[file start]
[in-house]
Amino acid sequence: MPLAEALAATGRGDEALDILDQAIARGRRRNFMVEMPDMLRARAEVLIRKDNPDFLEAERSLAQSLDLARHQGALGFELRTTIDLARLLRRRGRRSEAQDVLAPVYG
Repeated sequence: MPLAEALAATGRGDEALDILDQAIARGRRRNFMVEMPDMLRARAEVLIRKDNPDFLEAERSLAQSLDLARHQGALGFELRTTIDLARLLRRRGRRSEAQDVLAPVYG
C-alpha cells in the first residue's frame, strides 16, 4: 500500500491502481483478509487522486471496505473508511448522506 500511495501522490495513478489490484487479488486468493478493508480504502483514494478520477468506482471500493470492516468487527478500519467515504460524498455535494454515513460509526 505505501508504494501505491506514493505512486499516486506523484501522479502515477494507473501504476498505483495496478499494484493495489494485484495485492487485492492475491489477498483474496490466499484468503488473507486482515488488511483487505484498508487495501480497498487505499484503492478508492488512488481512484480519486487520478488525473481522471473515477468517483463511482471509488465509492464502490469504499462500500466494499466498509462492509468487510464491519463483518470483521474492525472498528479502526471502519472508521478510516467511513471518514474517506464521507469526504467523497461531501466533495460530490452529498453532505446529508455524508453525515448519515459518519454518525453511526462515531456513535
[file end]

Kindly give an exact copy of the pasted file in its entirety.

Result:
[in-house]
Amino acid sequence: MPLAEALAATGRGDEALDILDQAIARGRRRNFMVEMPDMLRARAEVLIRKDNPDFLEAERSLAQSLDLARHQGALGFELRTTIDLARLLRRRGRRSEAQDVLAPVYG
Repeated sequence: MPLAEALAATGRGDEALDILDQAIARGRRRNFMVEMPDMLRARAEVLIRKDNPDFLEAERSLAQSLDLARHQGALGFELRTTIDLARLLRRRGRRSEAQDVLAPVYG
C-alpha cells in the first residue's frame, strides 16, 4: 500500500491502481483478509487522486471496505473508511448522506 500511495501522490495513478489490484487479488486468493478493508480504502483514494478520477468506482471500493470492516468487527478500519467515504460524498455535494454515513460509526 505505501508504494501505491506514493505512486499516486506523484501522479502515477494507473501504476498505483495496478499494484493495489494485484495485492487485492492475491489477498483474496490466499484468503488473507486482515488488511483487505484498508487495501480497498487505499484503492478508492488512488481512484480519486487520478488525473481522471473515477468517483463511482471509488465509492464502490469504499462500500466494499466498509462492509468487510464491519463483518470483521474492525472498528479502526471502519472508521478510516467511513471518514474517506464521507469526504467523497461531501466533495460530490452529498453532505446529508455524508453525515448519515459518519454518525453511526462515531456513535